SOC 2 examiners will look at your business for how you handle passwords, data encryption, and the disconnection of services and training provided to employees. They will also ensure all employees are up-to-date with the latest technological developments and essential security updates within your organization.
· SOC 2 compliance measures how well you are protecting customer data/information. To accomplish this, they will be checking many things, including your physical and logical security access, as well as safeguarding the data itself.
· Accessibility – SOC 2 examiners will be making sure that your company is implementing controls to keep everyone out of harm’s way, not just customers but employees as well. All entrances to data centers and offices should have at least two layers of security to keep out intruders.
· Logical/Physical Controls – Logical controls consist of your systems and networks, and physical controls deal with access to these areas and who has control over them. As part of this section, they will be ensuring that the proper security measures are taken to protect data and customer information from outside and internal sources.
· Logical controls are broken down into two sections, including a network perimeter and an inside perimeter. Interconnection between servers and other devices defines a network perimeter. At the same time, an inside perimeter refers to the switches and routers to ensure that access to data is kept within certain boundaries.
How Can You Make Sure That All Your Systems Are Secure And Protected?
You have to make sure that you are getting the proper amount of protection for any sensitive information you may be dealing with and make sure that if someone is trying to break into your system, they cannot bring it down.
The first step in securing your data is by ensuring that you can protect it correctly. It means you must have the proper amount of physical and logical security in place.
The second step is to implement controls that make sure all systems are working correctly, and if they are not, you need to take measures to get them back online before continuing with your business.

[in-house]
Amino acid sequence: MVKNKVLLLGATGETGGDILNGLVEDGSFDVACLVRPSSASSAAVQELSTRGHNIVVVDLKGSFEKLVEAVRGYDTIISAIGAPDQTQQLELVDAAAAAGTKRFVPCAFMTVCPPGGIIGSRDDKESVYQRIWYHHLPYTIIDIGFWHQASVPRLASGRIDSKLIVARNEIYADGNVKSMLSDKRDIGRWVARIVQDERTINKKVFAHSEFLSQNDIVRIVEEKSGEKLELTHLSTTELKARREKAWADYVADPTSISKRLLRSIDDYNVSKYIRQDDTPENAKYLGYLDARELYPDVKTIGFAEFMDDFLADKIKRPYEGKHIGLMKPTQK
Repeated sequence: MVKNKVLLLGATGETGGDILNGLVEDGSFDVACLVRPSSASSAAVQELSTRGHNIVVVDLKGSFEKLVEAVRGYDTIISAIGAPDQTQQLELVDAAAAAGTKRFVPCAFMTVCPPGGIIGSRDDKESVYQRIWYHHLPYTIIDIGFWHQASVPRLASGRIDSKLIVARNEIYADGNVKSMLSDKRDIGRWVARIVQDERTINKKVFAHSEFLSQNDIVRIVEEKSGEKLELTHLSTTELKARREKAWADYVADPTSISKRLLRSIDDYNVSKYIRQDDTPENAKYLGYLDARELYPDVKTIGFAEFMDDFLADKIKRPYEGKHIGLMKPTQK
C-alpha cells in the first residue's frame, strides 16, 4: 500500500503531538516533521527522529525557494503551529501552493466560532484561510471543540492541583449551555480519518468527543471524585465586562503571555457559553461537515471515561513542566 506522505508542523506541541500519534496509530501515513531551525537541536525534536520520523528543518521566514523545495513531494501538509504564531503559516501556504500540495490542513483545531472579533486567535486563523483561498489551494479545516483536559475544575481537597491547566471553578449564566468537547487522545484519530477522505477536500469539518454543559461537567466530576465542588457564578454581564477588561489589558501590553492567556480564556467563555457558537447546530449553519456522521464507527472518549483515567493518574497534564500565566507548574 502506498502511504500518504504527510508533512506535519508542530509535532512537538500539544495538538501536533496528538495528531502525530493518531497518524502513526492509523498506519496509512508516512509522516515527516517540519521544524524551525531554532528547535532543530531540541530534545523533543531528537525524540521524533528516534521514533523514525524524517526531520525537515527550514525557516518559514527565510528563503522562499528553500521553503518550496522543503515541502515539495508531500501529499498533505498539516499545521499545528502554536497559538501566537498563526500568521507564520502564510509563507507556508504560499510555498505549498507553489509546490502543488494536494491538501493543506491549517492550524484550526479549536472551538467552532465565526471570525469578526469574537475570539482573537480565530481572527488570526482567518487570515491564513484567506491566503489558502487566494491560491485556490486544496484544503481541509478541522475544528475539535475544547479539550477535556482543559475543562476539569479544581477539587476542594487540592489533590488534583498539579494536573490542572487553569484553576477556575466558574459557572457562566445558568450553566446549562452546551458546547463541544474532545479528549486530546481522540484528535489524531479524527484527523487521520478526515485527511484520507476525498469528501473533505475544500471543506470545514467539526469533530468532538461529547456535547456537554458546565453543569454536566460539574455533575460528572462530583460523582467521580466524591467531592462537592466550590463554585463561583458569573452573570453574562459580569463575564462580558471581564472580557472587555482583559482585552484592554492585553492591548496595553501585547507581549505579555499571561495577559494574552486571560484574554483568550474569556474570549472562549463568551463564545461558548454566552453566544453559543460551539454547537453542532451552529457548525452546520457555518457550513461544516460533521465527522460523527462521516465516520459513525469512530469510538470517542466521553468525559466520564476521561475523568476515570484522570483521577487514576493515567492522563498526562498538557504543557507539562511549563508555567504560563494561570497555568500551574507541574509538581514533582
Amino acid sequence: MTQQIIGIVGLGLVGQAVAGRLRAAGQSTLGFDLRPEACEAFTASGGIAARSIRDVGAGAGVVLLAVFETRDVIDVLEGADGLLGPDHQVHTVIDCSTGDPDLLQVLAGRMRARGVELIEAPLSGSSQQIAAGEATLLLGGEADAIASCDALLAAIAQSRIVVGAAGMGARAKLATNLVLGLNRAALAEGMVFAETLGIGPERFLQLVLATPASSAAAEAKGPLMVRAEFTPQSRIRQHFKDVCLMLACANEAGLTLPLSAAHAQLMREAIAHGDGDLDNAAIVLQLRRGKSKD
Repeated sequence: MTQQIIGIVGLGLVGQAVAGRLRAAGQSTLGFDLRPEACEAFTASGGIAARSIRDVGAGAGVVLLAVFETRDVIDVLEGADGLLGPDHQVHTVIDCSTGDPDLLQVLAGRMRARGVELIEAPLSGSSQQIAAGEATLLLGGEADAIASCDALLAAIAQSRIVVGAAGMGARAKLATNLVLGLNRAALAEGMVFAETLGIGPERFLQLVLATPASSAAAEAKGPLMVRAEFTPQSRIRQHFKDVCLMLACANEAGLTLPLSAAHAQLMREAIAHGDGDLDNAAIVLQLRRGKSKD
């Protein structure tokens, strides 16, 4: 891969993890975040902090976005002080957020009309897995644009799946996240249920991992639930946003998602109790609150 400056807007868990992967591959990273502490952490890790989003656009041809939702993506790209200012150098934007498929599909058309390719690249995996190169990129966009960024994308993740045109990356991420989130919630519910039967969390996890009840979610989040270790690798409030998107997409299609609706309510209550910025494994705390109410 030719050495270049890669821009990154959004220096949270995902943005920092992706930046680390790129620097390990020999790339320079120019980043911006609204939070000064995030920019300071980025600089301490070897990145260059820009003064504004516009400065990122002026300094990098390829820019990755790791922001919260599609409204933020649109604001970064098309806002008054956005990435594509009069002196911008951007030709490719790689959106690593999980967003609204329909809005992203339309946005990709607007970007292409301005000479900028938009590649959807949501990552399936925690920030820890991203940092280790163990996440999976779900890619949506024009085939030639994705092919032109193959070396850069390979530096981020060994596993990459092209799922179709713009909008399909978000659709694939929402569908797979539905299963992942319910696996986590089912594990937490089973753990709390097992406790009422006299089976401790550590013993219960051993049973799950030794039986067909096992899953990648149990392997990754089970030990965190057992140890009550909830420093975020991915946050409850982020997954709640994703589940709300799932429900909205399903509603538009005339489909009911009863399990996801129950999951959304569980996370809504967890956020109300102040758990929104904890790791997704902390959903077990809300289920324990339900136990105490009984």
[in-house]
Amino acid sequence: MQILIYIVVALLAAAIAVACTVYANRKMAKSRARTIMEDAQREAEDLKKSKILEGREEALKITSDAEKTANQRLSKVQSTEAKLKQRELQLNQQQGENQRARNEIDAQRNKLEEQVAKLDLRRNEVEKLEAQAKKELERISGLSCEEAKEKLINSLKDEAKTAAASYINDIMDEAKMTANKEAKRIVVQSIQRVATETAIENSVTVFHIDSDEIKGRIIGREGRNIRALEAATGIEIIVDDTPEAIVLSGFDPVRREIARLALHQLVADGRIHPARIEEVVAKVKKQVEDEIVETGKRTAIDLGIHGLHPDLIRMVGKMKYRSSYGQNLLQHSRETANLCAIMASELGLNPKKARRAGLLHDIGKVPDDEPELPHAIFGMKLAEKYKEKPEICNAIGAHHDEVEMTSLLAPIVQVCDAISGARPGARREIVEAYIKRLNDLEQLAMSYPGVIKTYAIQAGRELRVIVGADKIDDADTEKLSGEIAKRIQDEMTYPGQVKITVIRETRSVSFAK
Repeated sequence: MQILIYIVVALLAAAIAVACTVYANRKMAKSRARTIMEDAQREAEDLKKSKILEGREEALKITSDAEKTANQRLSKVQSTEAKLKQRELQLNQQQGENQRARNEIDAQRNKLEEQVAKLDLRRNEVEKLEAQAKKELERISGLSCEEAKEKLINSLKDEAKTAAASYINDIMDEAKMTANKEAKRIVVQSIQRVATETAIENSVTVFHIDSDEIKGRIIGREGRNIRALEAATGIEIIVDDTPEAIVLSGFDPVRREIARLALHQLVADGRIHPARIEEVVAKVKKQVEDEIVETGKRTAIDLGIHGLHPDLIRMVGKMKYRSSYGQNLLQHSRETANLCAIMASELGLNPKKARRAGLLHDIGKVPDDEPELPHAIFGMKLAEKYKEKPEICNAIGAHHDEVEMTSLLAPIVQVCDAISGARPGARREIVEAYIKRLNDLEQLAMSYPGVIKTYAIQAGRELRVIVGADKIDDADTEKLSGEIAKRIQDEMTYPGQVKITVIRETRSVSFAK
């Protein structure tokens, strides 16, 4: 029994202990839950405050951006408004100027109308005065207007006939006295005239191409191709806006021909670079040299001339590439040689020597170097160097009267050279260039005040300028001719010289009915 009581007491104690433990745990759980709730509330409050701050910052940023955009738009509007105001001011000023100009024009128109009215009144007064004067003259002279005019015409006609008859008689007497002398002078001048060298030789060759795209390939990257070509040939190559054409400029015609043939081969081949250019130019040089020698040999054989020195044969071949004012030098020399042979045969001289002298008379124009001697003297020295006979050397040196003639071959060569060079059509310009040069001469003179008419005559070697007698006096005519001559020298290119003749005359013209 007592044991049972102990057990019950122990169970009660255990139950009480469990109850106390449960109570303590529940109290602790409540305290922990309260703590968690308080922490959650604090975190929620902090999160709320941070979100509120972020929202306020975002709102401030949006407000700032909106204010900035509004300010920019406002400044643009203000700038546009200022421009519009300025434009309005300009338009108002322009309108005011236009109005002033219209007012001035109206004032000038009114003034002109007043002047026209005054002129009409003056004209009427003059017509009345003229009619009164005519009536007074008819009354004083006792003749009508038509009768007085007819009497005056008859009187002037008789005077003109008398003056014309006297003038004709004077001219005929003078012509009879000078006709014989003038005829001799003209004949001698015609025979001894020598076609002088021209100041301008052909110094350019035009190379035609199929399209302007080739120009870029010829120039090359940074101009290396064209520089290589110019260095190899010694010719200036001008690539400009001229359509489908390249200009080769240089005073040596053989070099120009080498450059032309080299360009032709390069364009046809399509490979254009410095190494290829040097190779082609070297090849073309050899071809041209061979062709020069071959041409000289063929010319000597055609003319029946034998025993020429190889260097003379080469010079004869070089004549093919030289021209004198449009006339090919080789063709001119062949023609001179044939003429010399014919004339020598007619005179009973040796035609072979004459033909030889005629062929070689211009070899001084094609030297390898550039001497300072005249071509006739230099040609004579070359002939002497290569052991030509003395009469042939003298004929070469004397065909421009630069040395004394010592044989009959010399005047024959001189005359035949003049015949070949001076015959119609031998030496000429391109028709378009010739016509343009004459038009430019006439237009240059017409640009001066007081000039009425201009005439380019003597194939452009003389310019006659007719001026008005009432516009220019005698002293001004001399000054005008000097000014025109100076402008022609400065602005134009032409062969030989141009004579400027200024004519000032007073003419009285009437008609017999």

The third step is to make sure that you can identify any problem that may arise and then deal with it as soon as possible. It goes hand-in-hand with your first step of having the proper amount of protection in place, so if a breach does happen, you can detect it early on before things get out of control.
The fourth and final step is to make sure you are getting any patches or updates regularly so that your systems can stay protected from any outside forces looking to harm.
How much does it cost to get a SOC 2 report?
The cost of getting a SOC 2 report depends on the complexity of an organization’s information security controls. The more complex the organization – and the more controls it has in place – the longer and more expensive it is to produce a report.
For example, health care providers with many complex systems and business processes will have a more detailed and complicated SOC 2 report than small businesses with fewer systems and more straightforward procedures.
The reason is that the smaller business has fewer controls in place, so there’s less to evaluate and document. The same applies to a large corporation with many information systems and business processes; the more extensive its operations, the more controls it will have in place.